Hi and welcome! My name is Penny and I used to live in Bahrain but In November 2012 moved to Dubai and now we live in Granada, Spain! If you want to contact me my email is pjmontford@hotmail.com. I recommend you start my blog on 'Day 1' but please enjoy whatever you dip into. 23 February 2012 marked the first day of no more school FOREVER for my two kids. Edward, who is nearly 10 had attended a variety of schools since he was very little. Petra, who is now 6, has never gone to school. On this date we decided Edward was never going back to school and Petra never would go to school. We hope to successfully homeschool from this day forward, although we would consider an alternative school as an option- if there was some amazing Sudbury or other really alternative school. Actually, I prefer the term 'home learning' than 'homeschool' because I don't like to think of school coming into our home. In fact, I hope to go further and guide/learn alongside, rather than teach, my kids using the 'unschooling' philosophy to instill a lifelong love of learning in them. We lived in the Middle East and now Spain all of which are very challenging places to home educate. This is an exciting journey that I used to blog about regularly, at first it was on an almost daily basis. Please join me on our travels and I hope we might be able to help each other out along the way. I certainly hope I can be a source of support and comfort and, in time, knowledge to all potential/presently participating homeschoolers/home educators/unschoolers. Good luck to us all! If you want to read about why I started home educating, why I pulled my son out of a 'very good' private school mid-term, how I felt at the very start and how my philosophy has evolved, please start from 'Day 1' of the blog. Please do post comments at the end of any days that you read. Your opinion is valuable and it's great to start up debate amongst other people commenting too, however old the post. Thank you for visiting homeschoolingmiddleeast.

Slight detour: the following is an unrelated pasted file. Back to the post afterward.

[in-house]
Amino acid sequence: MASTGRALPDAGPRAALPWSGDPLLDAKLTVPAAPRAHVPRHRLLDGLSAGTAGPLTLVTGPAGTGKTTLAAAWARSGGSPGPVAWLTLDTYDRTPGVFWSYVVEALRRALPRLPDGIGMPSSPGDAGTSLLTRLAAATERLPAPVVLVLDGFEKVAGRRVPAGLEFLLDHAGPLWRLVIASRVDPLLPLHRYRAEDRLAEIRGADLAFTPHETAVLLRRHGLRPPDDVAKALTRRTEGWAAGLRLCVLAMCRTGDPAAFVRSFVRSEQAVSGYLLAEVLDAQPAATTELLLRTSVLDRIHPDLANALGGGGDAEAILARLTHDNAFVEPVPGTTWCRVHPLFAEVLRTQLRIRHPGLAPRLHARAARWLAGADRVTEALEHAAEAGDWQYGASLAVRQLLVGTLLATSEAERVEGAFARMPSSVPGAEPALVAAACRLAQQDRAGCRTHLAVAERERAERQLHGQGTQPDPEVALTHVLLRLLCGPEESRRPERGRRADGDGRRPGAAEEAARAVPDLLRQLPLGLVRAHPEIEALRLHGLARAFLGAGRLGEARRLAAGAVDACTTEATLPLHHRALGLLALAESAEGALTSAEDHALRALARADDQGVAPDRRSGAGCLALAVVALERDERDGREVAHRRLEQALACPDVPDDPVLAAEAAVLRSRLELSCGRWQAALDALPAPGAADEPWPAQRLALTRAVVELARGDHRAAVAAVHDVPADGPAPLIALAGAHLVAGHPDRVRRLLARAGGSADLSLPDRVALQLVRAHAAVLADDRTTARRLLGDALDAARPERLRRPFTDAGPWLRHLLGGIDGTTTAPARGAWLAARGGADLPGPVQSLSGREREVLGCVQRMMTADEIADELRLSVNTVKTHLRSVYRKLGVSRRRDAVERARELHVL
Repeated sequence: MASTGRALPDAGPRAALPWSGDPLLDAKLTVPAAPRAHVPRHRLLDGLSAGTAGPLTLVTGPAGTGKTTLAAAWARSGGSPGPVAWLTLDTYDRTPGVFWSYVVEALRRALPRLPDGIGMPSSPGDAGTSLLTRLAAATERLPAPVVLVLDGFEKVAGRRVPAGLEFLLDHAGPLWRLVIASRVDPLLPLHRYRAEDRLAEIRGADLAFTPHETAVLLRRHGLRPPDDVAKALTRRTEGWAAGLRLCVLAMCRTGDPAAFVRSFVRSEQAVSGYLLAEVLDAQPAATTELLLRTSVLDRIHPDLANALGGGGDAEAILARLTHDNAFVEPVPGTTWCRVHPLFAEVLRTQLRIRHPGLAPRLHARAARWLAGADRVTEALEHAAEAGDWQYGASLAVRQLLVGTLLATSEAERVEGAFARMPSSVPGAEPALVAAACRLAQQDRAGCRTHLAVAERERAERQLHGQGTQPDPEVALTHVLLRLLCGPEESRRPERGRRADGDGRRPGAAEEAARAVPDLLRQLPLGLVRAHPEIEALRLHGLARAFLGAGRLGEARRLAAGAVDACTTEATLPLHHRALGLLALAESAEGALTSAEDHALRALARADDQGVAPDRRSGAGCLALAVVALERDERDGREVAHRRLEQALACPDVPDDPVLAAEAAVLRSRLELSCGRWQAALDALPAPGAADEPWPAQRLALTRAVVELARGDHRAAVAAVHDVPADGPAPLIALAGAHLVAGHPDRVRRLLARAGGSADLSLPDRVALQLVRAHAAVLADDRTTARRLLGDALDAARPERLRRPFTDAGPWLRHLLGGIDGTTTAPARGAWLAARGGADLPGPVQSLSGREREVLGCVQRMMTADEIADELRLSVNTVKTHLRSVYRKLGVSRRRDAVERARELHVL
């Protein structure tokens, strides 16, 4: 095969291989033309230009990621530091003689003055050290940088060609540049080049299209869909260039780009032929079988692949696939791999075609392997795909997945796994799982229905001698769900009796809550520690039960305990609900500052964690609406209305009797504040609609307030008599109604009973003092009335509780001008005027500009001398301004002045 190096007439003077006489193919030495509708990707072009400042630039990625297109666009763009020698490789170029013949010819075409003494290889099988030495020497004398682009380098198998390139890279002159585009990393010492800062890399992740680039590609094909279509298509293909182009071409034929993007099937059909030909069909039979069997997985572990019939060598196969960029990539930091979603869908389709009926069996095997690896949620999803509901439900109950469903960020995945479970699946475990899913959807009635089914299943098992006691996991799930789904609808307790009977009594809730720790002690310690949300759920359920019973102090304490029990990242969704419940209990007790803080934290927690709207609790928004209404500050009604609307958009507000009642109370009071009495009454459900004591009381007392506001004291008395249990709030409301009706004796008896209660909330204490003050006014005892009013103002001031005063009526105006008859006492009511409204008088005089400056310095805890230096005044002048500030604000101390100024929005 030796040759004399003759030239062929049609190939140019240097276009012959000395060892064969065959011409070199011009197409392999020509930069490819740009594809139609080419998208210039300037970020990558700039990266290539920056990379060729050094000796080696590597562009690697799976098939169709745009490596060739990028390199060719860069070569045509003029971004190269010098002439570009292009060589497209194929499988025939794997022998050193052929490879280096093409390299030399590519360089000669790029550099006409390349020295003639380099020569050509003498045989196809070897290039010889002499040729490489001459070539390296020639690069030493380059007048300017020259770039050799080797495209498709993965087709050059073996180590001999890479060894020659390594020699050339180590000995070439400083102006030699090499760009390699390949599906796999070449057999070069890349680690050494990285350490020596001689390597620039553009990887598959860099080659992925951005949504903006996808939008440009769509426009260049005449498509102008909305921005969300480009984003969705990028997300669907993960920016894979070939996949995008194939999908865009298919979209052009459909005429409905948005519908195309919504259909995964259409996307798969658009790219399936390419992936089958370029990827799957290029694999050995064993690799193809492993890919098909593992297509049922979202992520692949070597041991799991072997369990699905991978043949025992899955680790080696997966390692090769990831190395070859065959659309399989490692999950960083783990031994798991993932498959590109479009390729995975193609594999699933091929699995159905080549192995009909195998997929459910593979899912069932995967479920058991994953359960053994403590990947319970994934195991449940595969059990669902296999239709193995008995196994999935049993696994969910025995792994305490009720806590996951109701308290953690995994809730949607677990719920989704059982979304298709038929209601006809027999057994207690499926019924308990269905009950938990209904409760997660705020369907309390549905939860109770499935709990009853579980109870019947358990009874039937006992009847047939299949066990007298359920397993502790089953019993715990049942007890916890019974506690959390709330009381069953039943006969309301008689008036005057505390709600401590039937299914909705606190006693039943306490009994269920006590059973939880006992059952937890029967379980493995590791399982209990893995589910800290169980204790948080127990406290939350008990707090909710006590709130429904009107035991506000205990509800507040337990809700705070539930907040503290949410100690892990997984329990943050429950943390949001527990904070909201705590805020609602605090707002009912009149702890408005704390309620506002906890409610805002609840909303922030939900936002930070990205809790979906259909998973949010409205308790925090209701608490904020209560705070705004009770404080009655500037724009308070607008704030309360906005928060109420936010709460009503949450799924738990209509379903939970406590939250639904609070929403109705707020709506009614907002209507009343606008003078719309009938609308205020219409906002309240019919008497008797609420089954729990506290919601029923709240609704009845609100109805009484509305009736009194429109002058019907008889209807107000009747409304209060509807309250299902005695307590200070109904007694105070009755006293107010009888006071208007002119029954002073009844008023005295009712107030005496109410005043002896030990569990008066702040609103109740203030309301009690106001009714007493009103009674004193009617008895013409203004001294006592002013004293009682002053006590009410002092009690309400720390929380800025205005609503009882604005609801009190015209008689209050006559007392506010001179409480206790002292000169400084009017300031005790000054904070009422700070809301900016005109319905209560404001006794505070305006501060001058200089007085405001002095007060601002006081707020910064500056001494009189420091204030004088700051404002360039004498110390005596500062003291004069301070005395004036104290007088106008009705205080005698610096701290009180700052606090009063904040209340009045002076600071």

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2 Responses to Going off to smell my kids’ hair now…

  1. Penny, as if you’re speaking my mind and worries! I was thinking to pursue my MA studies in literature or translation when they grow old and go to school. Now, that I am highly thinking to homeschool, I fear I would be postponing my personal plans a bit further than expected. Do you think it will be possible to do that given that homeschooling is about creating a minute to minute chances for learning?
    You know, the best part I noticed in your article is when you say that you feel your kids’ place is at home. I love that!
    Best of luck

    • I don’t know, Imane. It’s a hard one to decide – how much to put off your own personal plans to homeschool. Lots of people I read about do some sort of work as well as homeschool. As the kids get older, they will get more independent so it will become easier to fit in other things, especially if it’s based from home, or you have other trusted family members to look after them. Since I don’t see homeschooling as a race, since I’m not aiming to get my kids ahead of their schooled counterparts, there is plenty of time to cover what they need to know over the years. I hope to do more writing for instance. Thanks for your comment. I’m sure lots of other readers are having the same worries. Best wishes!